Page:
Politics What Trump's move on Iran means for the US and the world

10:46  13 october  2017
10:46  13 october  2017 Source:   CNN

A worried Iran waits to see Trump's next move

  A worried Iran waits to see Trump's next move <p>Everyone in Iran's capital, from government officials to business people, was waiting anxiously on Friday to hear what action President Trump would announce against the Islamic Republic, reports CBS News correspondent Elizabeth Palmer.</p>TEHRAN -- Everyone in Iran's capital, from government officials to business people, was waiting anxiously on Friday to hear what action President Trump would announce against the Islamic Republic, reports CBS News correspondent Elizabeth Palmer.

03:09: Boniadi explains the Iran nuclear deal’s impact on her humanitarian work and how Trump ’ s rhetoric affects Iranian hard-liners. We really are trying to get along with the world .” And I was 20 days [old] when my parents were forced to move , or escape the revolution, move to London.

Keywords: Iran Trump USA . While the world waits to see whether Donald Trump will blow up the Iran nuclear deal, actress and activist Nazanin Boniadi has a message for the U . S . president: Stop emboldening Iranian leaders.

President Donald Trump signs an executive order on health care in the Roosevelt Room of the White House, Thursday, Oct. 12, 2017, in Washington. (AP Photo/Evan Vucci) © Evan Vucci/AP President Donald Trump signs an executive order on health care in the Roosevelt Room of the White House, Thursday, Oct. 12, 2017, in Washington. (AP Photo/Evan Vucci)

President Donald Trump will not kill the Iran nuclear deal on Friday.

But when he declares that it has not been in US interests, he will consign the proudest legacy achievement of President Barack Obama's second term to a deeply uncertain future -- and could even set off a train of consequences that could eventually lead to its collapse.

Should that be the case, Trump, or one of his successors in the Oval Office, may one day face the fateful choice that the deal was supposed to circumvent -- whether to use military force to stop the Islamic Republic racing toward the bomb.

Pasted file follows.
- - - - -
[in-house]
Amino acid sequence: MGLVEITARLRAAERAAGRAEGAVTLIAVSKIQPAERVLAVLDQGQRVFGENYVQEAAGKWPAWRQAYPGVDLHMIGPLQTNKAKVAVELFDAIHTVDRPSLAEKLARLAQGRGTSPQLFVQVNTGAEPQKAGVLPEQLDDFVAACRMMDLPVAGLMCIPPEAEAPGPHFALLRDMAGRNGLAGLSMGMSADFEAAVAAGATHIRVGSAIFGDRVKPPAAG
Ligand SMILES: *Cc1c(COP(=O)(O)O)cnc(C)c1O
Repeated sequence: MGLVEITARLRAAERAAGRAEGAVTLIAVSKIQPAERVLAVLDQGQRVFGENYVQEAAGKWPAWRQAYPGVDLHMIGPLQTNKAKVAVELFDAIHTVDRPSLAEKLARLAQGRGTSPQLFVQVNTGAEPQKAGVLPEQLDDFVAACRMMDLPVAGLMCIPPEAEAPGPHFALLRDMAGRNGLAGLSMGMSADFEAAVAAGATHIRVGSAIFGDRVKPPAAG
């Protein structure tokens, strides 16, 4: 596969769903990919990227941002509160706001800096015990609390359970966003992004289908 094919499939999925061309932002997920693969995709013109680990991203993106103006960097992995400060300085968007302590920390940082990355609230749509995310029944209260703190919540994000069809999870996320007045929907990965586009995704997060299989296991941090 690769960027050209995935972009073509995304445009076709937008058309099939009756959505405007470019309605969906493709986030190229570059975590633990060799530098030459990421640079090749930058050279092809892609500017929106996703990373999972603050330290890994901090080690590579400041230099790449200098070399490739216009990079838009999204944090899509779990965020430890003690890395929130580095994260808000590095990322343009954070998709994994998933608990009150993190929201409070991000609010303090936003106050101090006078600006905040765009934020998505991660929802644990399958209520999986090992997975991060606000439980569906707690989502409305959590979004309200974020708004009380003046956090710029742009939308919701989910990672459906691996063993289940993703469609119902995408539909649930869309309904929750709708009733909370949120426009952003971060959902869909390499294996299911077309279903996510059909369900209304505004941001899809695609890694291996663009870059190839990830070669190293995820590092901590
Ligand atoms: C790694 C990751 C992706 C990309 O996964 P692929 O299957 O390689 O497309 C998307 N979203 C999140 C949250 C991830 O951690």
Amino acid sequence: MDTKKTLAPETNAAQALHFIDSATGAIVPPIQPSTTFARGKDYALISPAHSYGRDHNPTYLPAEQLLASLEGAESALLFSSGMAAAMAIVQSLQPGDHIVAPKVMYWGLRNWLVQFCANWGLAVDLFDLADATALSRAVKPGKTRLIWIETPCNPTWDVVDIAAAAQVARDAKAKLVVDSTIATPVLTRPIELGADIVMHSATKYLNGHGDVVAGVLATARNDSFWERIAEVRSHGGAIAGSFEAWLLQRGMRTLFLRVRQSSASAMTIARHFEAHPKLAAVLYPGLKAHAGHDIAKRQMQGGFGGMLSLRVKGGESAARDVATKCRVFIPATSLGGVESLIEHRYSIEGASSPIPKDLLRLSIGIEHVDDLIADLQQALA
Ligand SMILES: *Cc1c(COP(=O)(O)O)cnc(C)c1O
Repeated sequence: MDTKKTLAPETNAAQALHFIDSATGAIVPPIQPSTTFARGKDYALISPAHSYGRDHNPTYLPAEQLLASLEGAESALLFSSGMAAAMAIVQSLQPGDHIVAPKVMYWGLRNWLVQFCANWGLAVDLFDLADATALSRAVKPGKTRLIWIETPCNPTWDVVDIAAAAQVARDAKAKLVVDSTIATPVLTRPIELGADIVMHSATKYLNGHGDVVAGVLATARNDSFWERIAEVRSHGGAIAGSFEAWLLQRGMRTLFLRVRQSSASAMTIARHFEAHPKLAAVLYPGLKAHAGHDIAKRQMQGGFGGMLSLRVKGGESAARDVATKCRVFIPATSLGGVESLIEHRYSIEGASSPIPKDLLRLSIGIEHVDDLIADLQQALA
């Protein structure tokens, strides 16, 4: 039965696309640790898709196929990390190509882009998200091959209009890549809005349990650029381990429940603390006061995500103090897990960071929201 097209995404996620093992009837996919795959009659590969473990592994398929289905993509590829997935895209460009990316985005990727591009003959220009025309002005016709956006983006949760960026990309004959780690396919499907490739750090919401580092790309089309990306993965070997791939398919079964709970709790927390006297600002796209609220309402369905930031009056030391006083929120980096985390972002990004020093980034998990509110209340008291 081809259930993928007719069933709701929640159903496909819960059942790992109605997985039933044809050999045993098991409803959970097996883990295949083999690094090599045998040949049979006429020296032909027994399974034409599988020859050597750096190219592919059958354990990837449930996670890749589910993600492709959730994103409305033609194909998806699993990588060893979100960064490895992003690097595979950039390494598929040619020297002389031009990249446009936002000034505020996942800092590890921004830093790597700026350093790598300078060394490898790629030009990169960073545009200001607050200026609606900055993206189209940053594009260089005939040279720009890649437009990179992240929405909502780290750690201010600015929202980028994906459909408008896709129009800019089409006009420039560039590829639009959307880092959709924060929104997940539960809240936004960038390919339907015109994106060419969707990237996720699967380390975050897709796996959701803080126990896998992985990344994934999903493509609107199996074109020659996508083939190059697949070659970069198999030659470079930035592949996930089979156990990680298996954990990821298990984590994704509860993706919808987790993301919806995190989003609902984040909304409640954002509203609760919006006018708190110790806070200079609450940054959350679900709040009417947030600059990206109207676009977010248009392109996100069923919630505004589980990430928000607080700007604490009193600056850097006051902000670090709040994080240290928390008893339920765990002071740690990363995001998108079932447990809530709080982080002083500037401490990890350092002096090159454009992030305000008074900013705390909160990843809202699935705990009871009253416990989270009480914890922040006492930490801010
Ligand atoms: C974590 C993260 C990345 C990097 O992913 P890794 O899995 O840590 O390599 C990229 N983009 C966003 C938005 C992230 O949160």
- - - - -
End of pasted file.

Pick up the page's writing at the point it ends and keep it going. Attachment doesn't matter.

Trump to announce broad Iran strategy later this week -White House

  Trump to announce broad Iran strategy later this week -White House <p>President Donald Trump will make an announcement later this week on an "overall Iran strategy," including whether to decertify the international deal curbing Tehran's nuclear program, the White House said on Tuesday.</p>"He'll make that later this week," White House spokeswoman Sarah Sanders told reporters when asked about the certification decision and the administration's broader strategy on Iran. "The president has reached a decision on an overall Iran strategy and wants to make sure that we have a broad policy to deal with ... all of the problems of Iran being a bad actor.

Donald Trump criticises US courts as ‘so political’. Nationalism is running rampant, and our movement in the world together has been foreclosed again by the combination of our national With the exception of Iran , all of the countries in Trump ’ s list are experiencing war or protracted conflict.

Roughly speaking, engagement versus isolation is the choice that awaits the Iranians and the world depending on which Such retrenchment would move Iran ’ s policies toward a more combative and As Iran ’ s election season draws to its conclusion, Trump is gearing up to visit the region.

The President has fumed against what he has called a "very bad deal" and an "embarrassment" to the country despite all available evidence that Iran is complying with terms which imposed limits on its nuclear program in return for a lifting of sanctions that had crippled its economy.